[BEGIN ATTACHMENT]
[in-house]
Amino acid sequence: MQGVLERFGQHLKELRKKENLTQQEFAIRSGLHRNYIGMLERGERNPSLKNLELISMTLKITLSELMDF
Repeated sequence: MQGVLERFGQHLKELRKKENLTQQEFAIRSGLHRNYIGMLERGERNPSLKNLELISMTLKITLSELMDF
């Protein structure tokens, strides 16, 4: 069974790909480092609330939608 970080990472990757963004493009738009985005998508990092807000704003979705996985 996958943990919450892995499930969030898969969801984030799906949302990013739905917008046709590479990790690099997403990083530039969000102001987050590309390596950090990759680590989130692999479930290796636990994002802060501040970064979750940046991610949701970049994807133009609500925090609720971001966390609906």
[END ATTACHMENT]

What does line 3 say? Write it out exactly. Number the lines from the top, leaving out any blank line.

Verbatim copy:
Repeated sequence: MQGVLERFGQHLKELRKKENLTQQEFAIRSGLHRNYIGMLERGERNPSLKNLELISMTLKITLSELMDF